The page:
The report issued today by the influential Robert Wood Johnson Foundation (RWJF), ‘Data for Health: Learning What Works’ advocates a fresh approach to health data through greater education on the value/importance of sharing PHI, improved security and privacy safeguards and investing in community data infrastructure. If the above quote and the first two items sound contradictory, perhaps they are, but current ‘strict’ privacy regulations (that’s you, HIPAA), data siloing and the current state of the art in security aren’t stemming Hackermania (or sheer bad data hygiene and security procedures). Based on three key themes, the RWJF is recommending a suite of actions (see below) to build what they term a ‘Culture of Health. All of which, from the 10,000 foot view, seem achievable. The need–and importantly, the perception of need–to integrate the rising quantity of data from all these devices, pry it out of its silos (elaborated upon earlier this week in ‘Set that disease data free!), analyze it and make it meaningful plus shareable to people and their doctors/clinicians keeps building. (‘Meaningful’ here is not to be confused with the HITECH Act’s Meaningful Use.)
But who will take the lead? Who will do the work? Will the HIT structure, infrastructure and very importantly, the legal framework follow? We wonder if there is enough demand and bandwidth in the current challenged system. Release. RWJF ‘Data for Health’ page with links to study PDF, executive summary which adds details to the recommendations below, more.[grow_thumb image=”http://telecareaware.com/wp-content/uploads/2015/04/Data-For-Health-Advisory-Committee-RWJF.png” thumb_width=”400″ /]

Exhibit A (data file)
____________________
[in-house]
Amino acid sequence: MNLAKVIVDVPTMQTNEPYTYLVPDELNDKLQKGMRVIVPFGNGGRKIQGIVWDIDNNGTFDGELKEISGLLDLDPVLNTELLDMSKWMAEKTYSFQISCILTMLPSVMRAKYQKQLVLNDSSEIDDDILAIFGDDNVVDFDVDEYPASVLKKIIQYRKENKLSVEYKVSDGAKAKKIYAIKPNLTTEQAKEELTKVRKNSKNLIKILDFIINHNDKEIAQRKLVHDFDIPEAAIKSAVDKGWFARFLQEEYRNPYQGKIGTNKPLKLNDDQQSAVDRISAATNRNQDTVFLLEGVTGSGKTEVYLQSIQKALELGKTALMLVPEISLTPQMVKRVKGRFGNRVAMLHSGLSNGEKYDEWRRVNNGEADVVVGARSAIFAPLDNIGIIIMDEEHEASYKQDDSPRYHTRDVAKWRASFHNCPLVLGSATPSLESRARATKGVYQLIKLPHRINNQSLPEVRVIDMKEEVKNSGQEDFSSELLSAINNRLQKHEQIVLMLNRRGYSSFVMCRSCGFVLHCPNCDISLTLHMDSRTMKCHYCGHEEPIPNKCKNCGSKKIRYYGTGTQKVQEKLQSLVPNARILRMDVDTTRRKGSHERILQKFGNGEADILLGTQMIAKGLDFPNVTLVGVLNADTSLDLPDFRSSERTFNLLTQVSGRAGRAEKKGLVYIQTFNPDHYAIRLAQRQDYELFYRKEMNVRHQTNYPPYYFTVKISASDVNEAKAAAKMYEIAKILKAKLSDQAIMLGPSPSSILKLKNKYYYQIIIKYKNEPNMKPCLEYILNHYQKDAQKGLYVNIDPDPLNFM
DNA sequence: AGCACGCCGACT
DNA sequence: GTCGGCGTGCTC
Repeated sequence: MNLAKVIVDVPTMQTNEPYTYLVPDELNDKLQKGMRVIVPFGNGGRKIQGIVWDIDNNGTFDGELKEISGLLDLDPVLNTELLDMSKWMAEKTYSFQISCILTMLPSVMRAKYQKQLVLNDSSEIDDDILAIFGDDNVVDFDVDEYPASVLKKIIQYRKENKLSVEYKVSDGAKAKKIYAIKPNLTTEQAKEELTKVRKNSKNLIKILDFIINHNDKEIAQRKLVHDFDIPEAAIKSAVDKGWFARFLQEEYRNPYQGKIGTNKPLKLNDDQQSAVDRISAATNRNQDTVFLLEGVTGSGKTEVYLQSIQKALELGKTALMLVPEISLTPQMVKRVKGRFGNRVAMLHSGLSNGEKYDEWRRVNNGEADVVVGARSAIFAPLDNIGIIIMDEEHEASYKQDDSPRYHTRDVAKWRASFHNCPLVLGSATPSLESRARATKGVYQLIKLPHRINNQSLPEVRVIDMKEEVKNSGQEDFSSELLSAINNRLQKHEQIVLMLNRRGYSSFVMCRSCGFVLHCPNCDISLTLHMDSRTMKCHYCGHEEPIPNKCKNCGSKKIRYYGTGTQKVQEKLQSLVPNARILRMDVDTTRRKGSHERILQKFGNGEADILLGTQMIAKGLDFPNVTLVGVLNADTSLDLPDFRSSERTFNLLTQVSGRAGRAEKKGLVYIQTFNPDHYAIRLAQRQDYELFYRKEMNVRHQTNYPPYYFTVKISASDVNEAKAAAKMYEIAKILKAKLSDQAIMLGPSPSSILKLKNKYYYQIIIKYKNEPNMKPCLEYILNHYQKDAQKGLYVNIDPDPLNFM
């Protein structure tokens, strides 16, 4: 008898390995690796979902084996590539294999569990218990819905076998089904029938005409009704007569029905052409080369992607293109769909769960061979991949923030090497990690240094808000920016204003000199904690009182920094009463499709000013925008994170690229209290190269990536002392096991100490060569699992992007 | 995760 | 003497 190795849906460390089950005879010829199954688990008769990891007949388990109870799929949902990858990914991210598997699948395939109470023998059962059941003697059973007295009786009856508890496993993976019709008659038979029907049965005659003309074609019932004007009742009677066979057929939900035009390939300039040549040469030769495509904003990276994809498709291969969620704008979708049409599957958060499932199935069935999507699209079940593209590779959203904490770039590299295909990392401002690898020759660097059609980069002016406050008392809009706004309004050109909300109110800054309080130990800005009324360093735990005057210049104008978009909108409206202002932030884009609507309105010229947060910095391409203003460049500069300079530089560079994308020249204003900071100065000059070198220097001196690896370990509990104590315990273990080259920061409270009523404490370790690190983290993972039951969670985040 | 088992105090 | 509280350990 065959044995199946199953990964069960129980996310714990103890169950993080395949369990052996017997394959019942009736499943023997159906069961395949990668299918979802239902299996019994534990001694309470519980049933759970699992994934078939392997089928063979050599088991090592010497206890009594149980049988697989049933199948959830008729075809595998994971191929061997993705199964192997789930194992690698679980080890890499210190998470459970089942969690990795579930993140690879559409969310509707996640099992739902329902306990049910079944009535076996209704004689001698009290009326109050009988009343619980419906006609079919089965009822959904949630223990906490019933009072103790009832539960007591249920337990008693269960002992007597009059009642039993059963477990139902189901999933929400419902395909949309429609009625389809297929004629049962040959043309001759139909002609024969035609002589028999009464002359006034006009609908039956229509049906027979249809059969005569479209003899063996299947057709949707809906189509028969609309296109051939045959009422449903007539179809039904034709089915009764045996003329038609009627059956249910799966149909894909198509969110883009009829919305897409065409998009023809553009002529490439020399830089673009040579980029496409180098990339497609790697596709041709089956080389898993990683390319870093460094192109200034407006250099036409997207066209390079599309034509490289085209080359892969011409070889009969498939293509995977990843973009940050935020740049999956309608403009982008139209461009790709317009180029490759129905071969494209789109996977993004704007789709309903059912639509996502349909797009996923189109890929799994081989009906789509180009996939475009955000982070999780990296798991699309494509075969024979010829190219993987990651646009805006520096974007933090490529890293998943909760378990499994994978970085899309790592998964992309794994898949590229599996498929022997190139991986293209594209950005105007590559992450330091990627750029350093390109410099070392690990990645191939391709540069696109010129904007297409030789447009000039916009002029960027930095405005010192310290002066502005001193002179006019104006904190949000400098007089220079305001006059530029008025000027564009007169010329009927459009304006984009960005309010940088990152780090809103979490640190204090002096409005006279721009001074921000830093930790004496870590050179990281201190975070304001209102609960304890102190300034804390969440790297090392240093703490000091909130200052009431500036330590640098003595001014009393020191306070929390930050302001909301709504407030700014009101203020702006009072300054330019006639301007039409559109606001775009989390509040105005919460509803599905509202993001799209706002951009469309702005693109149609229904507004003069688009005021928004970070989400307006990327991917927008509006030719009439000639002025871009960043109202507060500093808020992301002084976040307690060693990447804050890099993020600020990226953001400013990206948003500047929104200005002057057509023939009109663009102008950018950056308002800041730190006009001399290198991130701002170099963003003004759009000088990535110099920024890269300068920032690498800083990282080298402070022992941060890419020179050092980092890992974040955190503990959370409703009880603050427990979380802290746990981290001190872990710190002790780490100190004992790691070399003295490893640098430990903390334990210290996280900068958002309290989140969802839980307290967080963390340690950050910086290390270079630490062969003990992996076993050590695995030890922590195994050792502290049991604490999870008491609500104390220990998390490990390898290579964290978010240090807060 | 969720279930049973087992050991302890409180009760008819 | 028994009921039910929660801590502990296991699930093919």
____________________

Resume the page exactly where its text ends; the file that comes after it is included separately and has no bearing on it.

In 2009, the US Congress enacted the HITECH Act, as part of a much broader recovery measure (ARRA or ‘the stimulus’), authorizing the Department of Health and Human Services (HHS) to spend up to $35 billion to expand health IT and create a network of interoperable EHRs. Key to this goal of interoperability and seamless sharing of patient information among healthcare providers was achieving stages of ‘meaningful use’ (MU) with these EHRs in practice, to achieve the oft-cited ‘Triple Aim‘ of improved population health, better individual care, delivered at lower per capita cost. Financial incentives through Medicaid and Medicare EHR programs were delivered through multiple stages of MU benchmarks for hospitals and practices in implementing EHRs, information exchange, e-prescribing, converting patient records, security, patient communication and access (PHRs).
Five years on, $28 billion of that $35 billion has been spent–and real progress towards interoperability remains off in the distance. This Editor has previously noted the boomlet in workarounds for patient records like Syapse and OpenNotes. Yet even the progress made with state data exchanges (e.g. New York’s SHIN-NY) has come at a high cost–an estimated $500 million, yet only 25 percent are financially stable, according to a RAND December 2014 study. (more…)